UPDATE: IFC fraternities self impose two-week events ban with SGA

UPDATE%3A+IFC+fraternities+self+impose+two-week+events+ban+with+SGA

Courtesy of App State's Interfraternity Council

Sarah Teague

All fraternity-related events were banned Oct. 1 through a collaborative effort by App State’s SGA and Interfraternity Council after a surge in COVID-19 cases.

The order condemns any gatherings over five people, which still remains in effect for another week.

At the time of the order’s announcement, App State confirmed seven new COVID-19 clusters, two of them from fraternities, and the total number of active COVID-19 cases was 181. 

“Obviously we don’t know exactly what the outcome will be until a few weeks, but I truthfully do believe, and the (fraternity) presidents all believe, that this is going to be a big help,” said Hudson Cobb, IFC vice president of programming.  

While SGA and IFC are enforcing the order, Cobb said fraternity presidents were the ones to create these restrictions.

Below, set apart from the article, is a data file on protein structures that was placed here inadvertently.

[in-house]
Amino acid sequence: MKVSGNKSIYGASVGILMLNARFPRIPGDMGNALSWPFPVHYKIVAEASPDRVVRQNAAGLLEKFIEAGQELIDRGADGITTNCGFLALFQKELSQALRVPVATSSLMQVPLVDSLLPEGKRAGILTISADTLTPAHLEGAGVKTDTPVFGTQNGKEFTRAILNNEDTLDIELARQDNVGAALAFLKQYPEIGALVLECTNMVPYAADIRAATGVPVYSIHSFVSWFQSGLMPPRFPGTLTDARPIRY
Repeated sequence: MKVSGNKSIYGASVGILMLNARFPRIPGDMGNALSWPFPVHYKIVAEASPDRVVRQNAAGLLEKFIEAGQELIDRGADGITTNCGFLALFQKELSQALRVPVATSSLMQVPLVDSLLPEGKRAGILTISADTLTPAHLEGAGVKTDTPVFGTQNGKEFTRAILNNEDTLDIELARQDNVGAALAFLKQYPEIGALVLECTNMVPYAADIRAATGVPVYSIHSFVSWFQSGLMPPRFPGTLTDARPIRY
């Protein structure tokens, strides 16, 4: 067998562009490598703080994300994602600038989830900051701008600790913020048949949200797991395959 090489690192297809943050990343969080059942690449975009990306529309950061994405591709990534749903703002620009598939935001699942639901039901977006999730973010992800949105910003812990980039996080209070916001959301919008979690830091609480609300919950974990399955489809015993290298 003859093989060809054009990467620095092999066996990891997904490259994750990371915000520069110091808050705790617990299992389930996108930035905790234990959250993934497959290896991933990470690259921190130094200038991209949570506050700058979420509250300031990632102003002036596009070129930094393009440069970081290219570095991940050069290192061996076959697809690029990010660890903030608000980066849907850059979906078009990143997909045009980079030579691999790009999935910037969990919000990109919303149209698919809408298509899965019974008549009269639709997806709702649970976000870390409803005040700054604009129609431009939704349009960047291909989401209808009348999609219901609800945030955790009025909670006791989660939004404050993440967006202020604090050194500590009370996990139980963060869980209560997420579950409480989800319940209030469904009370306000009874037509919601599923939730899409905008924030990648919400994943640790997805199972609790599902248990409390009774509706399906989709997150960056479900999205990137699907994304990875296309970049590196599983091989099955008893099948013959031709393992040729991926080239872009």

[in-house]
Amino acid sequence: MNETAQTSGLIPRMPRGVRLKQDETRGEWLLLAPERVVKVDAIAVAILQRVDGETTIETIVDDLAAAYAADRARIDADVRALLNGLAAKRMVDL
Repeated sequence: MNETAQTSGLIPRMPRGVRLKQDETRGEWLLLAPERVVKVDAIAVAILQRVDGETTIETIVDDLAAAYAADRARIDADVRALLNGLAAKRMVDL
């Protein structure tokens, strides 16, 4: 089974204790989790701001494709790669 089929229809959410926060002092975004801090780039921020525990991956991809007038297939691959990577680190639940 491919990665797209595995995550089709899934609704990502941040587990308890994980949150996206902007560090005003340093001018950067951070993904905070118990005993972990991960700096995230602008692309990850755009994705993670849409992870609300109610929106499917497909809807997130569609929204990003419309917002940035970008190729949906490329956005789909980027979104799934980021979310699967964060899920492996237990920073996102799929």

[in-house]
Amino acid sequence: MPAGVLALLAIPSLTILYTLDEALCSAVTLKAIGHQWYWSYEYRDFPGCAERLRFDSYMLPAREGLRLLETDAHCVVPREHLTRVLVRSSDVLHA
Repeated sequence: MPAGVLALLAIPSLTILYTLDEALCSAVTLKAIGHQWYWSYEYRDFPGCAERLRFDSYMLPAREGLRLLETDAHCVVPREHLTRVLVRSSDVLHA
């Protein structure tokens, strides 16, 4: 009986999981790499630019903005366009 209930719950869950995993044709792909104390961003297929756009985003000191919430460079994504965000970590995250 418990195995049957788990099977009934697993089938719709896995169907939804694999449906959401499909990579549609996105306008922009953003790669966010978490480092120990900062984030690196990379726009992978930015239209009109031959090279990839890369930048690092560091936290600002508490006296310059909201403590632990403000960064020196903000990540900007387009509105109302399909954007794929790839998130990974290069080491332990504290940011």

“This was 100% on their own volition to self-impose these restrictions,” Cobb said. “This wasn’t the IFC board telling the fraternities they need to do this.  This was a bottom-up movement where the fraternities themselves said ‘We need to do something, we have to act and be responsible for our community.’”

Because the order is self-imposed, IFC President Sam Haggard said he isn’t expecting any backlash from fraternity members.

“If it was earlier in the semester, it would have been dealt with a lot more backlash. But, right now, I think everyone sees where we’re coming from, so there hasn’t been any backlash to my knowledge,” Haggard said.

Haggard says keeping members from going to the bars will be the most difficult part to enforce.

“It’s one thing for us to say you can’t hold any chapter events, but it’s a lot harder to say members can’t go out to bars.  Everyone that’s 21 and going out every night contradicts everything we want to do,” Haggard said.

At the end of the two weeks on Oct. 14, members of IFC and SGA will examine the COVID-19 case count in Greek life and campus as a whole to decide whether they want to extend or rescind the order.

“If I had to make a personal guess, I would say it is going to get extended and would prefer to see it be extended, but if trends start reversing it’s going to be a tougher decision,” Haggard said.